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Even Organic Yogurt Has Too Much Sugar, Study Says — But Here’s How to Give It a Nutritious Makeover

Yogurt is such a common breakfast food that the question “Is yogurt good for you?” barely crosses anyone’s mind. And sure, when you compare yogurt to a sugary coffee drink or a dozen donuts, it really does seem like the healthier breakfast option — but even yogurt has limited health benefits if you’re not buying the right kind.

In a September 2018 study published in the BMJ, researchers looked at more than 900 different yogurt products, which they split into eight categories: children’s, dairy alternatives, dessert, drinks, fruit, flavored, natural/Greek style, and organic. Sugar accounted for the majority of the calories in each yogurt for every category but natural/Greek style.

It doesn’t take a rocket scientist to realize that if you add lots of sugary toppings to your yogurt — like cookie crumbles and candy pieces — your “healthy” breakfast becomes anything but. However, we were surprised to learn that organic yogurt, which touts itself as being better for you, isn’t all that healthy either. The median sugar content in organic yogurt was 13.1 grams per serving, but sugar content in some brands went as high as 17 grams per serving. 

Now, that’s not to say that yogurt doesn’t have any health benefits. Yogurt is a good source of calcium and protein, but it’s the live cultures inside the yogurt that really excite nutrition experts. Some research suggests that having a low number of bacterial strains in your body puts you at risk for conditions like type 2 diabetes, obesity, irritable bowel syndrome, and chronic inflammatory diseases, according to Harvard T.H. Chan’s School of Public Health. Adding yogurt to your diet can increase the amounts of good bacteria in your system to prevent these health risks.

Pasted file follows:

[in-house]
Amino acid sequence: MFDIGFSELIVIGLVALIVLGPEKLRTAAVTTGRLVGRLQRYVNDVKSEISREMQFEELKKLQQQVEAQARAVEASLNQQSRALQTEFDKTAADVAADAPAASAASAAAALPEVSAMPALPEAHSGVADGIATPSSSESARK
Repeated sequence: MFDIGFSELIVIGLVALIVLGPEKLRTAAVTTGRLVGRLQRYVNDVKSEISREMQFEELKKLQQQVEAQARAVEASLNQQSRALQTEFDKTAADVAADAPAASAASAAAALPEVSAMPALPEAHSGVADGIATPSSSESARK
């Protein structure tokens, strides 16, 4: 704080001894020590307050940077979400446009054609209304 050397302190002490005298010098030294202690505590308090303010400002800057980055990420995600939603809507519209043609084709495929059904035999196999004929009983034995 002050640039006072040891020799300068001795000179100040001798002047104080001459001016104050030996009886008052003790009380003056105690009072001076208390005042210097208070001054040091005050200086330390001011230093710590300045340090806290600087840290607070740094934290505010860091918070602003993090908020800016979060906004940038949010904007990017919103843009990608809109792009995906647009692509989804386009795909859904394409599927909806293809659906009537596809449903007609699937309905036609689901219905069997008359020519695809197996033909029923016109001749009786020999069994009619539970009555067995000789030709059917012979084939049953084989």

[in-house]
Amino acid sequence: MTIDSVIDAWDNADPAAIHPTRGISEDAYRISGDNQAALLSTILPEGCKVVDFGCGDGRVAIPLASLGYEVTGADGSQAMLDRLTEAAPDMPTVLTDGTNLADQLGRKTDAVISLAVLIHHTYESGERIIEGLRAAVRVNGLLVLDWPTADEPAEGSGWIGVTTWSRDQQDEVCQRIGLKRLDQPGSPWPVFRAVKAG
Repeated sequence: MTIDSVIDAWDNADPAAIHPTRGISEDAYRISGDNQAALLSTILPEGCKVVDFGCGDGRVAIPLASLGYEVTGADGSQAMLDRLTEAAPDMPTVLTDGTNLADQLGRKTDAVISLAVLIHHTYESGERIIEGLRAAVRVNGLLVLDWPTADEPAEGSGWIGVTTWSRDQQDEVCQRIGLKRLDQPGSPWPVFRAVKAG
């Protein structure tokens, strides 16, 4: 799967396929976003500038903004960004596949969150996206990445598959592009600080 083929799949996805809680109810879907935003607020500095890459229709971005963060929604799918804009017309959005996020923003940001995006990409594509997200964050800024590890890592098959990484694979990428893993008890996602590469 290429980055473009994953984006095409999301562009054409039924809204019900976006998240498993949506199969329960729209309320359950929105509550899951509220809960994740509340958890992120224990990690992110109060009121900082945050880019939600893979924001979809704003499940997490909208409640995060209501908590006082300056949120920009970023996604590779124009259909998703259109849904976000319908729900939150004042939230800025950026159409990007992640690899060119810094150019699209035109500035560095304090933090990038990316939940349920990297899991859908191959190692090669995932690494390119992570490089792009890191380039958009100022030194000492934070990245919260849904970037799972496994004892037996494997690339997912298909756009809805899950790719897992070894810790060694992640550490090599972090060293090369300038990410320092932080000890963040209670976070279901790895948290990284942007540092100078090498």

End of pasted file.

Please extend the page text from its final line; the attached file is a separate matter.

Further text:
J. Bernadette Moore, PhD, one of the authors of the aforementioned study, was inspired to look into the sugar content of store-bought yogurts after the UK government listed it as one of the top 10 sources of sugar for children. Dr. Moore, an associate professor at the University of Leeds’ School of Food Science and Nutrition, looked at the nutrition facts on her daughter’s yogurt and was stunned by what she saw. “I discovered that for my young daughter’s favorite yogurt, sugar accounted for 60 percent of the calories,” she said

Even though she and her team conducted their research in the UK, Moore believes a study of yogurt in US grocery stores would produce similar results. “What is worrisome is that yogurt, as a perceived ‘healthy food,’  may be an unrecognized source of free/added sugars in the diet,” the researchers wrote in their study. 

The World Health Organization recommends between 25 and 50  grams of sugar per day for an adult — a number many consumers blow by, according to Lindsay Moyer, who works at the Center for Science in the Public Interest, a consumer advocacy group based in Washington, DC. The problem, according to Moyer, is that most people aren’t aware of how much sugar they’re getting in one day. For example, eating a yogurt with candy mix-ins for breakfast could get you to that 25 grams of sugar before you’ve even really started your day. Now add in all the sugars from a glass of orange juice, a brownie left over from a meeting at work, and dessert after dinner. It’s not hard to see how people end the day well over their daily suggested sugar intake. 

So what can you do to ensure you’re not unknowingly ingesting unnecessary sugars? Moore and her daughter have started adding in fresh fruit and jams to their natural yogurts to reduce the amount of sugar they consume. When you become more aware of what you’re putting in your mouth, you have a better idea of just how much sugar you’re taking in — and you know where you can make healthier choices.

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